By Susan Brinkmann, OCDS
Prime time television is glorifying adulterous relationships and taboo sex while depicting marriage as either non-existent or burdensome, says a new report by the Parents Television Council (PTC).
“Happily Never After: How Hollywood Favors Adultery and Promiscuity Over Marital Intimacy on Prime Time Broadcast Television” is the result of a month-long study of major broadcast networks totaling more than 200 hours of programming. The study found, among other things, that references to adultery outnumbered references to marital sex 2 to 1.
“These study results suggest that many in Hollywood are actively seeking to undermine marriage by consistently showing it in a negative manner,” said PTC President Tim Winter.
The Family Hour, which is the time slot with the largest audience of young viewers, contained the highest frequency of references to non-married sex. Family Hour references to non-marital sex outnumbered references to sex in marriage by a ratio of almost 4 to 1, the report found.
But even more troubling than the marginalization of marriage and glorification of non-marital sex on television is TV’s recent obsession with outré sexual expression, Winter said.
“Children and teens are now exposed to a host of sexual behaviors that less than a generation ago would have been considered off-limits for broadcast television.”
Some of the once-taboo-for-TV sexual behaviors that are now found on prime time television include threesomes, partner swapping, pedophilia, necrophilia, bestiality, and sex with prostitutes, in addition to depictions of strippers, references to masturbation, pornography, sex toys, and kinky or fetishistic behaviors.
“Behaviors that were once seen as fringe, immoral, or socially destructive have been given the stamp of approval by the television industry. And recent studies show that children are influenced by those messages. Throughout much of the history of broadcast television, the networks adhered to a voluntary code of conduct which stipulated that respect should be maintained for the sanctity of marriage and the value of the home. Our report finds that not only are the boundaries no longer respected – they have been obliterated,” Winter said.
Even worse, content descriptors, which are intended to alert parents to inappropriate content and work in conjunction with the V-Chip to block such content, were often lacking or inadequate.
For example, on ABC, 38 percent of programs airing during the Family Hour that contained sexual content did not receive the “S” descriptor and during the 9:00 pm hour, 71 percent of programs containing sexual dialogue did not carry a “D” descriptor. Every network had problems with the consistent application of “S” and/or “D” descriptors during every time slot.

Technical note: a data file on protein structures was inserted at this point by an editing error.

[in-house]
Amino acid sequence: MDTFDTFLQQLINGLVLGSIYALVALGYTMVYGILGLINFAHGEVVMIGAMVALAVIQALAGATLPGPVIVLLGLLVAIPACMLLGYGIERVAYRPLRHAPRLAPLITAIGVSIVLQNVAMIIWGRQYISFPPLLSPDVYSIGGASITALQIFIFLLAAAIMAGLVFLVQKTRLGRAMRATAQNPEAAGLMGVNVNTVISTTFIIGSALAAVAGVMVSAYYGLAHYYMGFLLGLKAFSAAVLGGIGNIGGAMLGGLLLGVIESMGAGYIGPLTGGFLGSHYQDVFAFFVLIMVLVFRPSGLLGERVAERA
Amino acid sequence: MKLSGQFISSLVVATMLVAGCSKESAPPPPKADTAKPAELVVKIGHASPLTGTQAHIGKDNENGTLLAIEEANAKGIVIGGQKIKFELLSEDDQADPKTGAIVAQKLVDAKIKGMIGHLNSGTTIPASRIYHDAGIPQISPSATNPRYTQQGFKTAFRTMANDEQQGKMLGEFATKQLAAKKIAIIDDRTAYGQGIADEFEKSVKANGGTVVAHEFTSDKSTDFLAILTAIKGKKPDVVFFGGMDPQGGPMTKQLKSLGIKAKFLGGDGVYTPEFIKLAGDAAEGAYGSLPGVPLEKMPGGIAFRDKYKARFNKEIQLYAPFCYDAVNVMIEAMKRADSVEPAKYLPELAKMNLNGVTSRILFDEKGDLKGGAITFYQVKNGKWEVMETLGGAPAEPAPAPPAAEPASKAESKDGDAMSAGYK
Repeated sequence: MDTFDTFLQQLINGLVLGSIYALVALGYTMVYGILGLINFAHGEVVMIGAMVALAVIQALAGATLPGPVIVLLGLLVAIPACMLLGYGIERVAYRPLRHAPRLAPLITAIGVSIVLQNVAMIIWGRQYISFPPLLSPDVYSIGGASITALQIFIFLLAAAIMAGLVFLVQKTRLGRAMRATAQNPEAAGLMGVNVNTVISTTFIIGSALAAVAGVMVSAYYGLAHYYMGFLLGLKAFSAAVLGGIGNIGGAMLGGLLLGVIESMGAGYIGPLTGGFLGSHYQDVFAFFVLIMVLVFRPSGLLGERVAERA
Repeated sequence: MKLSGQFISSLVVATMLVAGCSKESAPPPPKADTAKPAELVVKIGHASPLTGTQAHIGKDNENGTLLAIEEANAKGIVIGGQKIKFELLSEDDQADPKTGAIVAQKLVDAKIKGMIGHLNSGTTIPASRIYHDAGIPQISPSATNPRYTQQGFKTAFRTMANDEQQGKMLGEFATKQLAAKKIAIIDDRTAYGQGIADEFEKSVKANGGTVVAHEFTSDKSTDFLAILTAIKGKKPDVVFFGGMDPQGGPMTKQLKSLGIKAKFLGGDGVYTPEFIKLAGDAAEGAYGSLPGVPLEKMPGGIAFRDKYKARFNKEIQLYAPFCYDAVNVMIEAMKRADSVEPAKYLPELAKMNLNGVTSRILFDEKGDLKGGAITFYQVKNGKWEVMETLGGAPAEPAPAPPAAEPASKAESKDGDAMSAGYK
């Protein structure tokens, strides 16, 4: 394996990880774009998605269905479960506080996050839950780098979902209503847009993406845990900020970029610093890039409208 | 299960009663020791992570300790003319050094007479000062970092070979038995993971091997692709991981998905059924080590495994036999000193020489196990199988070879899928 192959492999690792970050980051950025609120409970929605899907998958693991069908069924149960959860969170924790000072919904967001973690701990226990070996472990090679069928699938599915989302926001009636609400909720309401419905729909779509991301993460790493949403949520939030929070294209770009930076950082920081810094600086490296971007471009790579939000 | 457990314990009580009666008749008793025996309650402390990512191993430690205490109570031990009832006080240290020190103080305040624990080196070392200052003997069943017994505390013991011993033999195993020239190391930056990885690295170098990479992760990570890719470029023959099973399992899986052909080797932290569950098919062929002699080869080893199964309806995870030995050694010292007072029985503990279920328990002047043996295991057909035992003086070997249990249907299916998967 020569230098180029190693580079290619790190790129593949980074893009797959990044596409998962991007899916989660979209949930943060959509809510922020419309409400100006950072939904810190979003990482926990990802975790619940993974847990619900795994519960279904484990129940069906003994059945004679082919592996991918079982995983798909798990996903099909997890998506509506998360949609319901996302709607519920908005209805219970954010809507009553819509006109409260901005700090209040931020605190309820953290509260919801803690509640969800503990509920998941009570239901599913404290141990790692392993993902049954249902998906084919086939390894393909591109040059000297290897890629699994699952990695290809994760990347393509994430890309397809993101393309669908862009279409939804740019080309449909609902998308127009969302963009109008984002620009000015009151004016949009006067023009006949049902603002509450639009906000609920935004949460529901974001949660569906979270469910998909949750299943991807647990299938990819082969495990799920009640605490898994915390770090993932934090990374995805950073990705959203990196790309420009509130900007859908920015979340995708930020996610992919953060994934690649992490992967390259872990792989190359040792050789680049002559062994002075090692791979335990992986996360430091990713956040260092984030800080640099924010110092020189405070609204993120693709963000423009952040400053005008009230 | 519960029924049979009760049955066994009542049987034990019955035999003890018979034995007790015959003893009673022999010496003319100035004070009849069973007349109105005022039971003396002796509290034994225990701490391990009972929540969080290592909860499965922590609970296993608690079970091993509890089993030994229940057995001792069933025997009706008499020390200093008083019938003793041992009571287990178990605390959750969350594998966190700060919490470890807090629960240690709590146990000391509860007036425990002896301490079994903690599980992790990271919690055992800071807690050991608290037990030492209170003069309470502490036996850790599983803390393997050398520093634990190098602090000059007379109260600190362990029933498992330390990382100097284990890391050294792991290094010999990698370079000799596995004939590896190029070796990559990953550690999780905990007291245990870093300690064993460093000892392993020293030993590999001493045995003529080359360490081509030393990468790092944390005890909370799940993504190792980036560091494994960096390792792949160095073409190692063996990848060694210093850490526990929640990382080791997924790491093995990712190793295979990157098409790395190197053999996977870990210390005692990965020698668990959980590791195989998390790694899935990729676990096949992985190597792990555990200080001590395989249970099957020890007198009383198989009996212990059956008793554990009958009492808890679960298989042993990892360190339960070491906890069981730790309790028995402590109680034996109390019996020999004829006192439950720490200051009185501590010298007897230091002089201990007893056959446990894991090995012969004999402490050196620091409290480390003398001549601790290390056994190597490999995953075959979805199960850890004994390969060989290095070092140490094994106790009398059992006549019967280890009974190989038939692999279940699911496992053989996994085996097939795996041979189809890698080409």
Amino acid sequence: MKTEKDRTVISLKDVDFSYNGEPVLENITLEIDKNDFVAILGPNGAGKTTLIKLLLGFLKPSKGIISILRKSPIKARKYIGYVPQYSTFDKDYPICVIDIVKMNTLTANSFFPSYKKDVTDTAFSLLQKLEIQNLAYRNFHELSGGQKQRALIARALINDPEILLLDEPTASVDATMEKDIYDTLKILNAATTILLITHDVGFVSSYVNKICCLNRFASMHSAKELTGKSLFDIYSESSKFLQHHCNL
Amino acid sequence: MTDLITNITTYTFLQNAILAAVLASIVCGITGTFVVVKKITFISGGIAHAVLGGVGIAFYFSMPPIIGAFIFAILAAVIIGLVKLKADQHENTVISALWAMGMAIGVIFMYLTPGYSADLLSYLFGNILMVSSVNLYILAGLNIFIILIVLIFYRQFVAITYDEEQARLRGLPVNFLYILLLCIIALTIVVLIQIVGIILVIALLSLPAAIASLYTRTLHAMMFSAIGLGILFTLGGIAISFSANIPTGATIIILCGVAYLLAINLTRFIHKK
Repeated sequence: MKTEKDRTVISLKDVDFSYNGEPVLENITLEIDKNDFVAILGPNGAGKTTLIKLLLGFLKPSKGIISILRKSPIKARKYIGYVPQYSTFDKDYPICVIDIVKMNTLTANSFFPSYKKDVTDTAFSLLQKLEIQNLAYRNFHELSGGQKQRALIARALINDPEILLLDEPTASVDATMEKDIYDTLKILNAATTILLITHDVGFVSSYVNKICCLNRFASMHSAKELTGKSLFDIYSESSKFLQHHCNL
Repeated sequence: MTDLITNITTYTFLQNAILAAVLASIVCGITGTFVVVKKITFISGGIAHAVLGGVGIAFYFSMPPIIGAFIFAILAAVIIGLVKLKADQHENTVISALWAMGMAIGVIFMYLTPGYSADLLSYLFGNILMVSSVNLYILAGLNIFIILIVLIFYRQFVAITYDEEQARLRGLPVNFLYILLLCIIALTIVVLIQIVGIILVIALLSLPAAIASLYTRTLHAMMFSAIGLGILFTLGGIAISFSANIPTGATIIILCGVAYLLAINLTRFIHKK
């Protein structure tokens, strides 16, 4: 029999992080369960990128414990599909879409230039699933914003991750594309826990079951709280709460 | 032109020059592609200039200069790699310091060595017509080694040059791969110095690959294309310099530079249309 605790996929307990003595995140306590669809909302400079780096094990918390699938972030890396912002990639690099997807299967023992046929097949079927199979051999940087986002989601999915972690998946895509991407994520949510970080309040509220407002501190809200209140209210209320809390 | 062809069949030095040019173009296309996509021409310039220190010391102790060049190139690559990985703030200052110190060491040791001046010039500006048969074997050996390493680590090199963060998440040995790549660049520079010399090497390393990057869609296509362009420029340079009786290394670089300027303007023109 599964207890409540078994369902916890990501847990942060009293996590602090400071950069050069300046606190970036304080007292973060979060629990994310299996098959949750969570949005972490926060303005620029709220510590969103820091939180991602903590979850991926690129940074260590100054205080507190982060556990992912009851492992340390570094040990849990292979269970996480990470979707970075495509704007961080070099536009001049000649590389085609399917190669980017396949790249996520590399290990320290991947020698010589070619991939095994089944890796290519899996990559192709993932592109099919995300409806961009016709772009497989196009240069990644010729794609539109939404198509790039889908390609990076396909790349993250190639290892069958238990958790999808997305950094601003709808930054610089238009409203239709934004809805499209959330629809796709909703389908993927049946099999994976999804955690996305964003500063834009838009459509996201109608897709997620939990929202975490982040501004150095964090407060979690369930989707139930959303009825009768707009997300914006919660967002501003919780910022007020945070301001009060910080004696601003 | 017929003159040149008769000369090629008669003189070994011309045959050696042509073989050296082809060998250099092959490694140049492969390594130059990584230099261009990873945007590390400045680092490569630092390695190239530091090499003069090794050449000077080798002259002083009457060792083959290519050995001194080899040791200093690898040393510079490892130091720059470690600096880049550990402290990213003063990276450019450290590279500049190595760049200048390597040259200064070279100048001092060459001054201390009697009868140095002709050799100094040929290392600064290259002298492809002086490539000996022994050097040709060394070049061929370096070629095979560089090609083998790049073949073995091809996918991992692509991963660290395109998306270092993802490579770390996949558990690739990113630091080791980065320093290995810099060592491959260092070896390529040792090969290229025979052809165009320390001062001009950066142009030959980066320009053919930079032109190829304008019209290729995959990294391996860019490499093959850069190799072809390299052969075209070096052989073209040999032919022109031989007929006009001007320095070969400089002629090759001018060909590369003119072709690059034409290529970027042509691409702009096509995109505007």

Of all the networks, ABC had the most references to marital sex, but many of the references were negative. References to non-marital sex, by contrast, were almost universally positive or neutral.
NBC contained only one reference to marital sex in 46 hours of programming, but 11 references to non-marital sex and one reference to adultery were made.
References to incest, pedophilia, partner swapping, prostitution, transsexuals/transvestites, threesomes, bestiality, and necrophilia combined outnumbered references to sex in marriage on NBC by a ratio of 27 to 1.
NBC also had as many depictions of adults having sex with minors as there were scenes implying or depicting sex between married partners.
“Broadcasters, knowing television’s ability to influence behavior, must exercise greater responsibility when handling sexual situations during primetime hours – opting for less graphic visual content, and favoring storylines that don’t celebrate promiscuity, glamorize criminality, or denigrate monogamy,” Winter said.
“The American people need to hold the networks and their local broadcast affiliates accountable for pushing questionable content into their homes over the publicly-owned broadcast airwaves. In addition, advertisers need to reconsider their role as underwriters of such material, and whether they want to continue associating their brand names and hard-earned corporate images with salacious sexual content. While the Supreme Court awaits its next legal review of indecency on television, now is the time for families to raise their collective voice against the tide of graphic sexual content invading their homes.”
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